RIP P-22: The Mountain Lion of LA’s Griffith Park

Even if you’re not from Southern California, there’s a good chance you’ve heard of P-22, a mountain lion that resided in Griffith Park in Los Angeles, on the eastern side of the Santa Monica Mountains.

Somehow he crossed freeways to settle in the rugged, chaparral-cloaked slopes of one of the largest municipal parks in the United States. He remained there since then, hunting mule deer and other animals for food in the natural areas of the park.

I think photo credit goes to NatGeo

P-22 was first identified in 2012 and was the subject of significant media attention, also as the subject of books, television programs, and works of art. He even had his own Facebook page, courtesy of savelacougars.org/

He wasn’t just a big cat. He was a symbol of resistance, resistance to the idea that LA has no wildlife, to development in his own backyard, to dwindling numbers of mountain lions in SoCal.

P22 had been living in Griffith Park for about ten years, but it’s as if he was actually trapped. He could never find a mate as no other mountain lion could reach the park without getting killed on the freeways. 

What a confusing world he must’ve lived in with all these loud humans with their fast cars and concrete. For me, he served as a reminder (along with coyotes and bobcats) that we have always been the invaders. They were here first.

A mountain lion believed to be the famous P-22 allegedly attacked and injured a small dog in Silver Lake until he was scared off by the pet’s owner. After that, he was captured and sedated for medical testing to evaluate his condition.

So far, I haven’t found satisfactory answers to my questions about why he wasn’t previously relocated, moved to a sanctuary, or helped before he reached such a deplorable physical condition. It seems to me as if he was used as a test subject solely for the purpose that his movements and actions could be studied by humans.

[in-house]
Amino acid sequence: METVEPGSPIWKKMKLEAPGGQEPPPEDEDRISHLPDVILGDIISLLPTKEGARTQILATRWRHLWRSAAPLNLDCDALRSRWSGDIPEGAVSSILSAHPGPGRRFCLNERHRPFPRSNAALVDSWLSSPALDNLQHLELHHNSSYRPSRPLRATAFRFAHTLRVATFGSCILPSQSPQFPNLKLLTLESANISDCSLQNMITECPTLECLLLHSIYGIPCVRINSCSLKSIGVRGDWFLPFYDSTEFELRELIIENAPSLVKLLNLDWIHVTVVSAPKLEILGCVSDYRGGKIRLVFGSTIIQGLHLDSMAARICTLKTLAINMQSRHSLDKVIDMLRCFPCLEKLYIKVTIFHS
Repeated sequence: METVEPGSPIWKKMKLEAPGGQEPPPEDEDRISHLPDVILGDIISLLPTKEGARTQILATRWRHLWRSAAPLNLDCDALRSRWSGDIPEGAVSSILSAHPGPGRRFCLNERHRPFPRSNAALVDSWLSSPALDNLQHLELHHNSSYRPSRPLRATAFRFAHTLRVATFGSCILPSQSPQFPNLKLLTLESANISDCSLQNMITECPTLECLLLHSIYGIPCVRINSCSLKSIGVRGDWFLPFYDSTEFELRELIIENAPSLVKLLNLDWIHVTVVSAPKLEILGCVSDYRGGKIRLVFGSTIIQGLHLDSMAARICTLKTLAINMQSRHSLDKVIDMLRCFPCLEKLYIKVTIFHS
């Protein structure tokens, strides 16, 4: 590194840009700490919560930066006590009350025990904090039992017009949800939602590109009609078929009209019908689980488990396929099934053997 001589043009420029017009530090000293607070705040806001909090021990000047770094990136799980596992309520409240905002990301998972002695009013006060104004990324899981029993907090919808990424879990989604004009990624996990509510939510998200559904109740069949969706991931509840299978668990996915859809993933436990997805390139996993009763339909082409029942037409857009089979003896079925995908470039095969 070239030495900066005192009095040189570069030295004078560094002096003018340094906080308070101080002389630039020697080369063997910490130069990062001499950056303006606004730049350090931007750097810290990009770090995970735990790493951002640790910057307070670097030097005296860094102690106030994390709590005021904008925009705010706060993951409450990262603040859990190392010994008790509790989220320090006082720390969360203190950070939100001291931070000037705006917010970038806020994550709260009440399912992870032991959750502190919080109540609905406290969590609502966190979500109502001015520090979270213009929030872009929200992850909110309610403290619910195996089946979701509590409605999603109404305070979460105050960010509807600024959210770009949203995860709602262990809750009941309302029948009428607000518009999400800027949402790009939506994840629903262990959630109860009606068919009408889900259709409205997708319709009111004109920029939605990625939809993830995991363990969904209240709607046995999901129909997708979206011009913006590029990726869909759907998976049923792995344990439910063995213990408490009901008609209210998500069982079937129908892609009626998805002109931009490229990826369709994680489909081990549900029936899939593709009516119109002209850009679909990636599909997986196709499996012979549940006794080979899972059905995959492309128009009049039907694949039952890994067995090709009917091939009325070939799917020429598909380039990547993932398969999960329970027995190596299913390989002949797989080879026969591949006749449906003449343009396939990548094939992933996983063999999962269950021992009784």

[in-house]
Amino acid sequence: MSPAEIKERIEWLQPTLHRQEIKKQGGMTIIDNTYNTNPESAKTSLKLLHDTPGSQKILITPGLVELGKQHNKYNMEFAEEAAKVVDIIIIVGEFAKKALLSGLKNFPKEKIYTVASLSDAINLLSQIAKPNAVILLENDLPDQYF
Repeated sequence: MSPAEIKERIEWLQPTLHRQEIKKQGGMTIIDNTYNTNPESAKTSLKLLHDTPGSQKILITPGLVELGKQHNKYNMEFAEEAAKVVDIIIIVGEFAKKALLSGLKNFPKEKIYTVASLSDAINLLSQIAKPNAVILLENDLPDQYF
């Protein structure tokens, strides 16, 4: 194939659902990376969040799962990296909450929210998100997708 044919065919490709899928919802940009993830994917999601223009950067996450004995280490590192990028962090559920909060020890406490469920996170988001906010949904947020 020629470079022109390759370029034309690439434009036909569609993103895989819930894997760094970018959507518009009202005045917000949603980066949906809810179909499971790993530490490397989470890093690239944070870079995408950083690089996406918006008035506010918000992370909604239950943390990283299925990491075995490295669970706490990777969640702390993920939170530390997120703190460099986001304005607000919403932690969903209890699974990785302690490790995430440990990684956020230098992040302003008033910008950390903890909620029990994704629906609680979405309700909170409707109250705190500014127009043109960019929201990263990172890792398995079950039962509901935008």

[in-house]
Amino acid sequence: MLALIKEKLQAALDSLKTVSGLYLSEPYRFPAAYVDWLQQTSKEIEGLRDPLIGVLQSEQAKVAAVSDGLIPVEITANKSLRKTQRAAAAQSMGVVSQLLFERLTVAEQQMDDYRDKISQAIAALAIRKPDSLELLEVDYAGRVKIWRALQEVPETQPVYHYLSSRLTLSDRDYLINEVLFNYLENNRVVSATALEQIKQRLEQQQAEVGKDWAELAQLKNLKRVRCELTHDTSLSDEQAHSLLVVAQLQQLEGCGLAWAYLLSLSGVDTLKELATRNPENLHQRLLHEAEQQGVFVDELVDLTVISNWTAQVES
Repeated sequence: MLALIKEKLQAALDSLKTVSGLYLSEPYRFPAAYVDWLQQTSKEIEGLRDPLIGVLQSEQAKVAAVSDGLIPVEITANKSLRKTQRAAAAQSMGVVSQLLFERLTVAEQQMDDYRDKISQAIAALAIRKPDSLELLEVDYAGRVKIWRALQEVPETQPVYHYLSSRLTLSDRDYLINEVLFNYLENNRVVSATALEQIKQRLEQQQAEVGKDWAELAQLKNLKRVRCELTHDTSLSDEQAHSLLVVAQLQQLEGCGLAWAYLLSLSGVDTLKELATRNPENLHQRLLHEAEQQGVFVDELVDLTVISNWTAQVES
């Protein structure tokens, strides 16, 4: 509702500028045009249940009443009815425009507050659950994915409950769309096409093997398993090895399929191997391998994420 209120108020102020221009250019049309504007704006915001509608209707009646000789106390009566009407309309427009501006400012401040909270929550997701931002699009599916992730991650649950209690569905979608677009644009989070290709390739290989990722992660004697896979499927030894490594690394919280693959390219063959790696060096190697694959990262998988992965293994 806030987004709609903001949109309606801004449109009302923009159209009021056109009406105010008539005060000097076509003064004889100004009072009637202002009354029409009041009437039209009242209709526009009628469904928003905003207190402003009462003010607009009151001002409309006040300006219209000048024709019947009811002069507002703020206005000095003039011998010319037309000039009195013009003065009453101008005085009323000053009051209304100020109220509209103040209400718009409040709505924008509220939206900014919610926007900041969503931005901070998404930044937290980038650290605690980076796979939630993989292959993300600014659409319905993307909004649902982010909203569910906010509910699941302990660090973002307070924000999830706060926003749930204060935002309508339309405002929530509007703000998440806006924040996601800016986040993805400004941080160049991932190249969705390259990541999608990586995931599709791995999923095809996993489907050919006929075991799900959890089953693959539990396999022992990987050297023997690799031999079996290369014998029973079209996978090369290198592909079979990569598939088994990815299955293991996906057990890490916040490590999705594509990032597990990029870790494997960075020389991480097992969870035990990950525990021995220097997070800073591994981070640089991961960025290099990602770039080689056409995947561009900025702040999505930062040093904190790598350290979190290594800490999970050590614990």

Did anyone actually CARE about HIS quality of life?

However, when he was captured, according to the LA Times, the wildlife agencies said in a joint statement that they had “already been in contact with leading institutions for animal care and rehabilitation centers”.

Too little, too late.

In 2016 it was believed that he killed and ate a koala from the LA Zoo,

California mountain lions are a “specially protected species.” Killing a mountain lion without a depredation permit is a misdemeanor punishable by up to one year’s imprisonment in the county jail or a fine of up to $10,000.

P22 was the focus of research led by federal biologists trying to “better understand how mountain lions are surviving in increasingly urbanized and fragmented habitat,” said Kate Kuykendall, acting deputy superintendent of the Santa Monica Mountains National Recreational Area. (Curated from https://www.baltimoresun.com/la-me-mountain-lion-to-remain-20160316-story.html)

Officials wept when announcing the decision and shared images of a severe herniation of his abdominal organs. Multiple organs were shutting down and he had a parasitic infection. The poor old guy was in pain and suffering. At that point, there was really no other compassionate solution. Sadly, I agree.

Is there no end to human cruelty, the tendency to exploit other living creatures? How disgusting.

Rest in peace and freedom, you beautiful creature.

You can pay to watch the video, P22: The Cat That Changed America here:https://www.earthtouchnews.com/video-on-demand/p22-the-cat-that-changed-america/

or view a short version on YouTube:

🐾

4 thoughts on “RIP P-22: The Mountain Lion of LA’s Griffith Park

Now it's your turn to share your pearls with me. Cheers!

Fill in your details below or click an icon to log in:

WordPress.com Logo

You are commenting using your WordPress.com account. Log Out /  Change )

Twitter picture

You are commenting using your Twitter account. Log Out /  Change )

Facebook photo

You are commenting using your Facebook account. Log Out /  Change )

Connecting to %s